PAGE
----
Unapologetically Present – 7.2 @ Bellingham… in bed.

I wanted to be a meteorologist for quite a portion of my childhood life until I learned that they did not get to pick the weather.

Though I expected there had to be some ratio of rainy days to sunny days, that I was going to have to pick “freezing” one day just because, I was particularly inspired by the idea of picking out the perfect weather for perfect moods… celebrations… events.

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As I wake up here on grey day #3, I feel a tinge of relief that people have not traveled all the way up here to have a several days without the Washington sunshine.

I could imagine myself apologizing and feeling responsible for the weather. I could hear my friends who lived up here at some point in their life reassure me with their, “girl – we knew what the likelihood was – it’s fine! It’s gorgeous.”

Golden hour would be no guarantee for our beer garden concert. Our morning coffee ceremony really would have required folks be as comfortable as I hoped they would come. Blankets of mix a matched colors. Hats if you need them. Your favorite jacket over a festive shirt. The irony of having over thought your outfit to be covered in a $8 Walgreens poncho. You know, that sort of thing.

***

Personally, I am not unhappy about the grey. I find the bright grey sky makes the ferns beyond vivid, I feel them breathing. The fog over evergreen silhouettes gets me every time and I love a good grey day walk in the woods.

Brown, green and grey are power colors. Sacred.

As I continue to process the theme of control that I started sharing on this blog last night, I feel the need for growth especially now. Whatever kind of experience I am in, I feel my growth calling me to allow the story to unfold exactly as the weather reveals: to be prepared for but not bound by things like overcast, timing or moods.

You know, things of the greater connected world of experience completely beyond my control.

Sometimes the trait of a maximizer can create a mindset of management instead of a mindset of navigation. Prediction takes precedence over opportunism. Maybe even causing grief where and when you could be experiencing something new.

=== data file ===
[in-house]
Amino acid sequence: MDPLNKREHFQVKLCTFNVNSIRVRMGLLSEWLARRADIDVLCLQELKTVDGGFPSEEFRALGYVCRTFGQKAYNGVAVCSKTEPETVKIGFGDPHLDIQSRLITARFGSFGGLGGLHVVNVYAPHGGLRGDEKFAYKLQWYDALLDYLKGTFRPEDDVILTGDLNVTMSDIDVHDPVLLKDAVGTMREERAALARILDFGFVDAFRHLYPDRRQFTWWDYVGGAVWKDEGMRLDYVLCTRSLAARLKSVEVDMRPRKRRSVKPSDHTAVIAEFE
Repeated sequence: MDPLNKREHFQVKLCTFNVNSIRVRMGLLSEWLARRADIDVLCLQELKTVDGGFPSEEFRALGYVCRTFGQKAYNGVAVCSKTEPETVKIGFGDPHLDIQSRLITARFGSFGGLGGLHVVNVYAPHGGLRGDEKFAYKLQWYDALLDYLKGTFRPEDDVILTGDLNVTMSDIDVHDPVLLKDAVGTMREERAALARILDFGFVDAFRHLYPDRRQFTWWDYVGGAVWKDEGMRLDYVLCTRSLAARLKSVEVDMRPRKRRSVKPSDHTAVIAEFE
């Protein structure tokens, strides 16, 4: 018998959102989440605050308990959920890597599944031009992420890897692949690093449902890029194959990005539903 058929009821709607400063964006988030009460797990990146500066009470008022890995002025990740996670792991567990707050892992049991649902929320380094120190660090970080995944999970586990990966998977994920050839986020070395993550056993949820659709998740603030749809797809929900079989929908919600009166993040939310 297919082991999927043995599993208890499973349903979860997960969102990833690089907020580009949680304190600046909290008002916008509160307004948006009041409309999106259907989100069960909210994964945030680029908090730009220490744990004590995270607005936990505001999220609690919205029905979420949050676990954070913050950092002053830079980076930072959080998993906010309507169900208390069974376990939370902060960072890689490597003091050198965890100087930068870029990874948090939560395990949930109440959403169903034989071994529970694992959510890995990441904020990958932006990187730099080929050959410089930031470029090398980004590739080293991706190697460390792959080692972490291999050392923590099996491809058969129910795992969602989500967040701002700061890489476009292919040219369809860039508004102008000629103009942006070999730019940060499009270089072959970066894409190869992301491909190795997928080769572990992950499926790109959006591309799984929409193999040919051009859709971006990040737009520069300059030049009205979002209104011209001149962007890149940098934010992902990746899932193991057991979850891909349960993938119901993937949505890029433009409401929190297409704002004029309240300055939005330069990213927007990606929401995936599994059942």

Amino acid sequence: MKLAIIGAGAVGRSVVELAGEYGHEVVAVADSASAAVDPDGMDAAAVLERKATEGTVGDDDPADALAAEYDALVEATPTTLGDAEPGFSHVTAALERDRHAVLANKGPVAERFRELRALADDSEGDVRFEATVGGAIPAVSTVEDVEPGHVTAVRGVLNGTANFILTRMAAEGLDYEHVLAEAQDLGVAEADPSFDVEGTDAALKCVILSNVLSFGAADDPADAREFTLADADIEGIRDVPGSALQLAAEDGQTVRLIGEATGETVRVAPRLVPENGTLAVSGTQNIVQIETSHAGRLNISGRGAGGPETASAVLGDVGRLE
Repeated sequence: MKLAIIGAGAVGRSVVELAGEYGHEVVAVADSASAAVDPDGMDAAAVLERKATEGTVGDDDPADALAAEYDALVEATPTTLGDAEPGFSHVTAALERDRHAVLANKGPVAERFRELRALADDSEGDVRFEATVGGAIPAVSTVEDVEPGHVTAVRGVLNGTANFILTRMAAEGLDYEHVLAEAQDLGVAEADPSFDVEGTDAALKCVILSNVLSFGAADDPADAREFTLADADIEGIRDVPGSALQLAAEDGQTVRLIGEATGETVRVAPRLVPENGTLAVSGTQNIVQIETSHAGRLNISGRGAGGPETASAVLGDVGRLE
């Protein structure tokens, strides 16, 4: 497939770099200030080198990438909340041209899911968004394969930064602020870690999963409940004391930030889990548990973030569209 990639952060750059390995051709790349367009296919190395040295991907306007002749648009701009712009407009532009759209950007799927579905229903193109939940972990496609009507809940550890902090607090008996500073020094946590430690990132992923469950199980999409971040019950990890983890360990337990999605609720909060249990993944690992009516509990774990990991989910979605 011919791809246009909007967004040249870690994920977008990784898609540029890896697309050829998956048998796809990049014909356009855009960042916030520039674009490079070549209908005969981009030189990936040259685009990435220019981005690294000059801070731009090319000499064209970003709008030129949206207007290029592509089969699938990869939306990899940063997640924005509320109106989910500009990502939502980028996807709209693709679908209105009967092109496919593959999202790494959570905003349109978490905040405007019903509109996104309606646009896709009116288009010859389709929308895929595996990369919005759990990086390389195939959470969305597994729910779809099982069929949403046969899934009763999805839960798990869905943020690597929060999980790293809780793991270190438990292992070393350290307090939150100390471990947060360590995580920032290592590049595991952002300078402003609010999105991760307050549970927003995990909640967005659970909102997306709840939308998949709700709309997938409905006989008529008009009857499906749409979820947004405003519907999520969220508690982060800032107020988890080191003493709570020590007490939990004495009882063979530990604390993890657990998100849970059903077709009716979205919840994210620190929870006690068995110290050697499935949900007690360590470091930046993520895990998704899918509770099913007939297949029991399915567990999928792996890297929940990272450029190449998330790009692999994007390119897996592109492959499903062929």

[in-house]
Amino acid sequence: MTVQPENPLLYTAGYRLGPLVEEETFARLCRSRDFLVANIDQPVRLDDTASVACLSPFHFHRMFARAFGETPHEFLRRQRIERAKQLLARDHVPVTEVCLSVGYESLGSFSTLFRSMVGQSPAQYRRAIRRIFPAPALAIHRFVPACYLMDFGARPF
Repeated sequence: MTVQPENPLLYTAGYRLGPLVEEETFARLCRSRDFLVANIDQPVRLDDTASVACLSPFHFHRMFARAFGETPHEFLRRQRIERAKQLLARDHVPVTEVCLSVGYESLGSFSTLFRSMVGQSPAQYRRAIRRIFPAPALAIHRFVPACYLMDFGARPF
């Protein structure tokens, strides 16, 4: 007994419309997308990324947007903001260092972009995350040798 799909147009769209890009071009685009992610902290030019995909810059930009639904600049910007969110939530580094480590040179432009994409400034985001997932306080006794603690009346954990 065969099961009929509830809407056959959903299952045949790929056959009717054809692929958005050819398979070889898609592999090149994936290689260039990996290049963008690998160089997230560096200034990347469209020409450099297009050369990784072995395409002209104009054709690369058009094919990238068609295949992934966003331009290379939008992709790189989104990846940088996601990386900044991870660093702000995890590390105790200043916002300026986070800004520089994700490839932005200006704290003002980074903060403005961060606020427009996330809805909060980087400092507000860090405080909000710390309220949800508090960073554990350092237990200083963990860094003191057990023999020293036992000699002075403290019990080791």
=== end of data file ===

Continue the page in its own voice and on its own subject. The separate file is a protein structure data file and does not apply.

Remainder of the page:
I think realizing what you are trying to control and make perfect is a phenomenon in and of itself: it combines your senses (wow, I feel anxiety) + requires your observation (here are the things at play) + your reflection (why?).

For ever and for always, this brings yoga forward: balancing the effort and the ease. When that edge of control is sharp, I feel it – and I back off. I relax. I think of what is reasonable. I trust the fact I feel anxious means I value something. I find the balanced – open – flexible way to value that same thing but without controlling.

I more easily come to middle ground.

And ….

I feel a lot less pressure than when I thought I was God.

This One Night in California.

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Last week, I left my little annex apartment in a South Californian valley town at dusk with a blanket and a hoodie, a flashlight and my iPhone. I hiked to a clearing in front of the garden and spread out to watch the end of the sunset.

I had gone inside to prepare some dinner right when it started, but the amber behind the dark scale of the hillside would not leave my mind and I had to go see it some more.

The moon!

Of course I was nudged and so convinced to go back out! Somewhere in me knew I didn’t want me to miss the moon.

(I feel I could paint this sunset into a picture because of how it felt.

I have never been a painter… this is new.)

Then, I noticed a star. And then another star. And then another star.

Star. Star.

Star. Star. Star.

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And I didn’t leave. Hungry as I was, I laid there watching every star come out as the sun made it’s final tuck low past the horizon, dunked behind the ocean that was on the other side of my sight.